Monday, June 5, 2017

A note to the celebrant of my funeral Mass.

As a priest, I have presided over many funeral Masses and services. I have also been to many more of them, presided by other priests as well.  The beauty of the liturgy is found among other things, in its timelessness and consistency.  Priests are not free to change, augment, add or remove what are the essentials.  Generally, and for the most part, priests “read the black and do the red”, as liturgists are wont to say.  However, there are still many celebrants who are keen to take liberties at making the Mass, especially at Weddings and Funerals, something other than what it should be.  Being a concelebrant at such liturgies is often a test of real Christian charity, especially when one chooses to withhold one’s comments.


So, I have decided that somewhere in my storehouse of notes and instructions, I would want to make it clear that there are in fact certain things that I would not want to happen or said at my funeral Mass.  Providentially, I have the platform of my weekly blog to “put it out there” for not just the celebrant of my funeral Mass, but also for those who happen to read my weekly spiritual musings.  Lest this be seen as an act of vanity, I assure you, dear reader, that it is not.  It has a much larger hoped for effect – that as you read this blog entry, you too will now become clear and aware of what a funeral Mass should be, helping you to know how a well catechized Catholic ought to be praying at such gatherings.  Hopefully, it will also help you to leave similar instructions to your kith and kin when it comes time for your own funeral.

1.   All Masses are about Jesus.  Don’t make it about me.
We can easily think that funeral Masses are about the person lying in the casket.  This is robbing God of his rightful thunder.  All Masses are a celebration of the Paschal Mystery.  This is the passion, death, resurrection and ascension of Jesus Christ and how this has saved the world.  Making it about any other person or any other event detracts from the essence of the Eucharist.  For that matter, wedding Masses too when badly celebrated denigrate something that is meant to be divine and centered on God and his mercy, diluted to become an event which is wrongly understood as the Bride and Groom’s day.  The focus needs to be taken out of the person and be given to God as he truly deserves.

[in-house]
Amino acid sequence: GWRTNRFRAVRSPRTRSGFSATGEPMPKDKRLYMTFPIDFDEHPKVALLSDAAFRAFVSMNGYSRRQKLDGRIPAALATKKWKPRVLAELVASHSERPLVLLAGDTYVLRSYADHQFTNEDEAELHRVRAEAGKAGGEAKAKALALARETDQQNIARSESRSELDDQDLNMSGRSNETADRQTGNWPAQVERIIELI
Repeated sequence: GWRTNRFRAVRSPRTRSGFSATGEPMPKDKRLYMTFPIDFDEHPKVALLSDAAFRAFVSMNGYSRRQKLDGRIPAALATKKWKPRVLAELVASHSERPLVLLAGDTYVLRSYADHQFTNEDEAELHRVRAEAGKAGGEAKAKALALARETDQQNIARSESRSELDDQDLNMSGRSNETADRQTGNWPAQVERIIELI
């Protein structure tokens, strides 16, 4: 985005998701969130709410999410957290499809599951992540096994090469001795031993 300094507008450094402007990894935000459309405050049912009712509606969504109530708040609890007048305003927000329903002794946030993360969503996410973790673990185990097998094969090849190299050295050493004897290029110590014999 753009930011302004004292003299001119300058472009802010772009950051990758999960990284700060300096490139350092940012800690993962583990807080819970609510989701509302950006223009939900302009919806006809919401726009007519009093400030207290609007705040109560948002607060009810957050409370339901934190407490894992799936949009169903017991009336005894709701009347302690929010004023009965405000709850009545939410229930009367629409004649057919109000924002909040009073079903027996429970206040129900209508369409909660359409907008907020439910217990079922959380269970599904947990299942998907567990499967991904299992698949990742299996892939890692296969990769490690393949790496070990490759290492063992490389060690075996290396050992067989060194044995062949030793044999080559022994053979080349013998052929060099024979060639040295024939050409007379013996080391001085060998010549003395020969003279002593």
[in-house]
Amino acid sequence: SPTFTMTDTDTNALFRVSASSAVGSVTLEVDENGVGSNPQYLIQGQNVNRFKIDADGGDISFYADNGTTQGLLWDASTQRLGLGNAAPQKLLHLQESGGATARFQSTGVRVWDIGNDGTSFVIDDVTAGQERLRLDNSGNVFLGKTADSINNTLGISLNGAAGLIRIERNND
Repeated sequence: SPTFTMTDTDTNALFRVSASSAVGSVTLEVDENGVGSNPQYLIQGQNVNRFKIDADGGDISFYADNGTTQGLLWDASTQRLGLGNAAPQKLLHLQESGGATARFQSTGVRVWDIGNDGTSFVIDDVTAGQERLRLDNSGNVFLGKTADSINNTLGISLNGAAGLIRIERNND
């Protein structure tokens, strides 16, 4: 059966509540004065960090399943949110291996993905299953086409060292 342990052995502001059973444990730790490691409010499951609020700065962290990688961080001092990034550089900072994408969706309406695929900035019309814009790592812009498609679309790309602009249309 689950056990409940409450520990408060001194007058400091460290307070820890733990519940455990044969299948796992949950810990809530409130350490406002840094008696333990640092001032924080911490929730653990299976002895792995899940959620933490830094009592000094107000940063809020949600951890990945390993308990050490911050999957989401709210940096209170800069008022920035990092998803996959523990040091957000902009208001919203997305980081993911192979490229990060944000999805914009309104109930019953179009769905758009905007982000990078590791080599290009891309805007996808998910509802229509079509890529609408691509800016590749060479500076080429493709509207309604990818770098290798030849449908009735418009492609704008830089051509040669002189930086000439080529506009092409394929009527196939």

2.   My funeral is not my canonization.  If at all, leave that to the proper authorities.
I have been to too many funerals where the well-meaning celebrant declares with disturbing authority that the person in the casket is now in heaven.  No one but the Congregation for the Cause of Canonization has that authority.  And in all likelihood, it will be many many years, even decades or centuries before this would be official.  To hear the priest say that ‘grandma is now in heaven’ is at best platitudinous at such times, but they are just that – platitudes.  There is no certainty that the person is not in need of purgatory and its purification.  Besides, we as Church cannot and must not downplay or ignore the doctrine of purgatory.  Understood well, this doctrine is a most merciful teaching and too few are thankful for it. 

3.   Eulogies really have no place in any Catholic funeral liturgy.
The reason for this is very much based on the understanding that the Eucharist is never about us but God and the sacrifice of Jesus.  It is also for this reason that any applause for human efforts and skills for a choir that sings at Mass denigrates the celebration into a stage where the human person and talent displayed is the focus.